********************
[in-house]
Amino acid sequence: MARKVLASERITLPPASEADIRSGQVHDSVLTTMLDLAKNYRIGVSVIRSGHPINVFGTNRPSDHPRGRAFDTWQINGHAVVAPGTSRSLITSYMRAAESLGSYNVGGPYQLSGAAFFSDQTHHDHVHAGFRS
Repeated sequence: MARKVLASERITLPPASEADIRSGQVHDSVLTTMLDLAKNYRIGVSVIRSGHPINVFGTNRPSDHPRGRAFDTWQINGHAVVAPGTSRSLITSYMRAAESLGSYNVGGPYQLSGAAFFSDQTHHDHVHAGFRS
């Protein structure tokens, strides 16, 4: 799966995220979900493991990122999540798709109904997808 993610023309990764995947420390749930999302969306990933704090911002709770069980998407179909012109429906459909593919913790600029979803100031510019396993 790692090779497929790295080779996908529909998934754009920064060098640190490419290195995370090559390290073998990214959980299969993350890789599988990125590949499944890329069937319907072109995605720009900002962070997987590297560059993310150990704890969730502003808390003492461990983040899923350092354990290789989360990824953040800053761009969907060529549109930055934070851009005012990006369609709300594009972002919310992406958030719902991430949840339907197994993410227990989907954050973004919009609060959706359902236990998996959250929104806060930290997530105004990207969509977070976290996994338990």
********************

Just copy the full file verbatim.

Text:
[in-house]
Amino acid sequence: MARKVLASERITLPPASEADIRSGQVHDSVLTTMLDLAKNYRIGVSVIRSGHPINVFGTNRPSDHPRGRAFDTWQINGHAVVAPGTSRSLITSYMRAAESLGSYNVGGPYQLSGAAFFSDQTHHDHVHAGFRS
Repeated sequence: MARKVLASERITLPPASEADIRSGQVHDSVLTTMLDLAKNYRIGVSVIRSGHPINVFGTNRPSDHPRGRAFDTWQINGHAVVAPGTSRSLITSYMRAAESLGSYNVGGPYQLSGAAFFSDQTHHDHVHAGFRS
């Protein structure tokens, strides 16, 4: 799966995220979900493991990122999540798709109904997808 993610023309990764995947420390749930999302969306990933704090911002709770069980998407179909012109429906459909593919913790600029979803100031510019396993 790692090779497929790295080779996908529909998934754009920064060098640190490419290195995370090559390290073998990214959980299969993350890789599988990125590949499944890329069937319907072109995605720009900002962070997987590297560059993310150990704890969730502003808390003492461990983040899923350092354990290789989360990824953040800053761009969907060529549109930055934070851009005012990006369609709300594009972002919310992406958030719902991430949840339907197994993410227990989907954050973004919009609060959706359902236990998996959250929104806060930290997530105004990207969509977070976290996994338990």